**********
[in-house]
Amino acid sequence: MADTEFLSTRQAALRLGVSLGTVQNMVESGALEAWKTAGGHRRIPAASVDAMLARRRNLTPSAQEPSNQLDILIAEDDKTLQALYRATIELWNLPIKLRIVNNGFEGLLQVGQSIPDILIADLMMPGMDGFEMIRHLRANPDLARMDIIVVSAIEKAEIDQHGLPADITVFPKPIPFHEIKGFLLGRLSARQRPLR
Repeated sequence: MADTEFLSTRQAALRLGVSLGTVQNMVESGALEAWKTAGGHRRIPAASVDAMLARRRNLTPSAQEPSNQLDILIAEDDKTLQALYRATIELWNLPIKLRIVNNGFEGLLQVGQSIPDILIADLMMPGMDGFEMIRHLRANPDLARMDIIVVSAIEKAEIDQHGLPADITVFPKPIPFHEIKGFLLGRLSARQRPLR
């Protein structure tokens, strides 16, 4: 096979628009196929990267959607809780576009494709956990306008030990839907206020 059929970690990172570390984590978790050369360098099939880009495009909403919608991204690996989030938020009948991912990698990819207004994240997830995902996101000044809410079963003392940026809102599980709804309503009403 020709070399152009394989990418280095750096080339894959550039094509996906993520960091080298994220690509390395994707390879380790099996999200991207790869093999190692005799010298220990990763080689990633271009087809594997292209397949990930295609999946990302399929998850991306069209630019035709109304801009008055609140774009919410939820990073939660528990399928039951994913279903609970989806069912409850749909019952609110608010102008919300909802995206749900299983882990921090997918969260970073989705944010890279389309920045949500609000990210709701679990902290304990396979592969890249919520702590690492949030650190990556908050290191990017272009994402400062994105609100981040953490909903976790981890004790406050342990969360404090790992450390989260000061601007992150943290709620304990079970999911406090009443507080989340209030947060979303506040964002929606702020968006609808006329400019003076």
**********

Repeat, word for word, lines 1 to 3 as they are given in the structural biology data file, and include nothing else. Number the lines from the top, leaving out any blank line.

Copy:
[in-house]
Amino acid sequence: MADTEFLSTRQAALRLGVSLGTVQNMVESGALEAWKTAGGHRRIPAASVDAMLARRRNLTPSAQEPSNQLDILIAEDDKTLQALYRATIELWNLPIKLRIVNNGFEGLLQVGQSIPDILIADLMMPGMDGFEMIRHLRANPDLARMDIIVVSAIEKAEIDQHGLPADITVFPKPIPFHEIKGFLLGRLSARQRPLR
Repeated sequence: MADTEFLSTRQAALRLGVSLGTVQNMVESGALEAWKTAGGHRRIPAASVDAMLARRRNLTPSAQEPSNQLDILIAEDDKTLQALYRATIELWNLPIKLRIVNNGFEGLLQVGQSIPDILIADLMMPGMDGFEMIRHLRANPDLARMDIIVVSAIEKAEIDQHGLPADITVFPKPIPFHEIKGFLLGRLSARQRPLR